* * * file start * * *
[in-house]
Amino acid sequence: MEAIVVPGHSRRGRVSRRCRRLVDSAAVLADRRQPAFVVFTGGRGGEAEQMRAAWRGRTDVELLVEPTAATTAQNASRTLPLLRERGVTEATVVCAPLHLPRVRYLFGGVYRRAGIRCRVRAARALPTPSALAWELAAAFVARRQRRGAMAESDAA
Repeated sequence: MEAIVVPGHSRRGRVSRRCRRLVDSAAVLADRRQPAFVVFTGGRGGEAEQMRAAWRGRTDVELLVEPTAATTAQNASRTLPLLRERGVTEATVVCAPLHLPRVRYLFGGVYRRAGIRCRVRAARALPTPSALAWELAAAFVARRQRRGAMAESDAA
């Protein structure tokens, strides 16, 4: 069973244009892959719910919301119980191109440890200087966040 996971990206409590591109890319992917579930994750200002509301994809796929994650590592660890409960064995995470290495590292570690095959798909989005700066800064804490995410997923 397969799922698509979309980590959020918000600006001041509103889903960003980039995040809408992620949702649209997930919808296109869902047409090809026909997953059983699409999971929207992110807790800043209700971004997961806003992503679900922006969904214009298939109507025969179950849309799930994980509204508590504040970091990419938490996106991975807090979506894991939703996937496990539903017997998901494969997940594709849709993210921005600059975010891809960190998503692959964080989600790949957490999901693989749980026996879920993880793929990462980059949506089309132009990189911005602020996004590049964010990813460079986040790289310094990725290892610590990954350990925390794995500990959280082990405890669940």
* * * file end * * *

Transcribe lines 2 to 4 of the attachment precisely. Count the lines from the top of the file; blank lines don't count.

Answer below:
Amino acid sequence: MEAIVVPGHSRRGRVSRRCRRLVDSAAVLADRRQPAFVVFTGGRGGEAEQMRAAWRGRTDVELLVEPTAATTAQNASRTLPLLRERGVTEATVVCAPLHLPRVRYLFGGVYRRAGIRCRVRAARALPTPSALAWELAAAFVARRQRRGAMAESDAA
Repeated sequence: MEAIVVPGHSRRGRVSRRCRRLVDSAAVLADRRQPAFVVFTGGRGGEAEQMRAAWRGRTDVELLVEPTAATTAQNASRTLPLLRERGVTEATVVCAPLHLPRVRYLFGGVYRRAGIRCRVRAARALPTPSALAWELAAAFVARRQRRGAMAESDAA
């Protein structure tokens, strides 16, 4: 069973244009892959719910919301119980191109440890200087966040 996971990206409590591109890319992917579930994750200002509301994809796929994650590592660890409960064995995470290495590292570690095959798909989005700066800064804490995410997923 397969799922698509979309980590959020918000600006001041509103889903960003980039995040809408992620949702649209997930919808296109869902047409090809026909997953059983699409999971929207992110807790800043209700971004997961806003992503679900922006969904214009298939109507025969179950849309799930994980509204508590504040970091990419938490996106991975807090979506894991939703996937496990539903017997998901494969997940594709849709993210921005600059975010891809960190998503692959964080989600790949957490999901693989749980026996879920993880793929990462980059949506089309132009990189911005602020996004590049964010990813460079986040790289310094990725290892610590990954350990925390794995500990959280082990405890669940």